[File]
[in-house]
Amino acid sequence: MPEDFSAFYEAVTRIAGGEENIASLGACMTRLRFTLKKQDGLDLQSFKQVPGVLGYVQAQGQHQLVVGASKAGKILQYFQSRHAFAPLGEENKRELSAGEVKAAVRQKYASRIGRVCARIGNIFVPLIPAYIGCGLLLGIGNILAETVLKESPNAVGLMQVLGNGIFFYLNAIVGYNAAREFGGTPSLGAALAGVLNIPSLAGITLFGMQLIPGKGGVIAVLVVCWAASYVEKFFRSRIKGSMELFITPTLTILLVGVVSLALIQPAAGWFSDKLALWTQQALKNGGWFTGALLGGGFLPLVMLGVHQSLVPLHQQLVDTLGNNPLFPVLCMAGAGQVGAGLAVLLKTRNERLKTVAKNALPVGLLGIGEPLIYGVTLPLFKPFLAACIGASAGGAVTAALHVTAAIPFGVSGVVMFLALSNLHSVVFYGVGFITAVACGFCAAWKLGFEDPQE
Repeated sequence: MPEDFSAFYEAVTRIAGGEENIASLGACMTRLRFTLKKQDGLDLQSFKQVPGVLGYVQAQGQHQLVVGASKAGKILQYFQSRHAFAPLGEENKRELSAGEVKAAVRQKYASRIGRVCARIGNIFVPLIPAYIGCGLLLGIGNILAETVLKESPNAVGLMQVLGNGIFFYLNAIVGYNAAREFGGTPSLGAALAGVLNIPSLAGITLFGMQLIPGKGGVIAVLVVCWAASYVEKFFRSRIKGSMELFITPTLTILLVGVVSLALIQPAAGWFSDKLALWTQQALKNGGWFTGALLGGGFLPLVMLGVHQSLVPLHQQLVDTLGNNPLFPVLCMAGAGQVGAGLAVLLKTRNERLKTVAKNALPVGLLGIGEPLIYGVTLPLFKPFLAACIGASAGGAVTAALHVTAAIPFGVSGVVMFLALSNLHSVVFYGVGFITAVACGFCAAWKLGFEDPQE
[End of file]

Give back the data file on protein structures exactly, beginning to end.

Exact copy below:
[in-house]
Amino acid sequence: MPEDFSAFYEAVTRIAGGEENIASLGACMTRLRFTLKKQDGLDLQSFKQVPGVLGYVQAQGQHQLVVGASKAGKILQYFQSRHAFAPLGEENKRELSAGEVKAAVRQKYASRIGRVCARIGNIFVPLIPAYIGCGLLLGIGNILAETVLKESPNAVGLMQVLGNGIFFYLNAIVGYNAAREFGGTPSLGAALAGVLNIPSLAGITLFGMQLIPGKGGVIAVLVVCWAASYVEKFFRSRIKGSMELFITPTLTILLVGVVSLALIQPAAGWFSDKLALWTQQALKNGGWFTGALLGGGFLPLVMLGVHQSLVPLHQQLVDTLGNNPLFPVLCMAGAGQVGAGLAVLLKTRNERLKTVAKNALPVGLLGIGEPLIYGVTLPLFKPFLAACIGASAGGAVTAALHVTAAIPFGVSGVVMFLALSNLHSVVFYGVGFITAVACGFCAAWKLGFEDPQE
Repeated sequence: MPEDFSAFYEAVTRIAGGEENIASLGACMTRLRFTLKKQDGLDLQSFKQVPGVLGYVQAQGQHQLVVGASKAGKILQYFQSRHAFAPLGEENKRELSAGEVKAAVRQKYASRIGRVCARIGNIFVPLIPAYIGCGLLLGIGNILAETVLKESPNAVGLMQVLGNGIFFYLNAIVGYNAAREFGGTPSLGAALAGVLNIPSLAGITLFGMQLIPGKGGVIAVLVVCWAASYVEKFFRSRIKGSMELFITPTLTILLVGVVSLALIQPAAGWFSDKLALWTQQALKNGGWFTGALLGGGFLPLVMLGVHQSLVPLHQQLVDTLGNNPLFPVLCMAGAGQVGAGLAVLLKTRNERLKTVAKNALPVGLLGIGEPLIYGVTLPLFKPFLAACIGASAGGAVTAALHVTAAIPFGVSGVVMFLALSNLHSVVFYGVGFITAVACGFCAAWKLGFEDPQE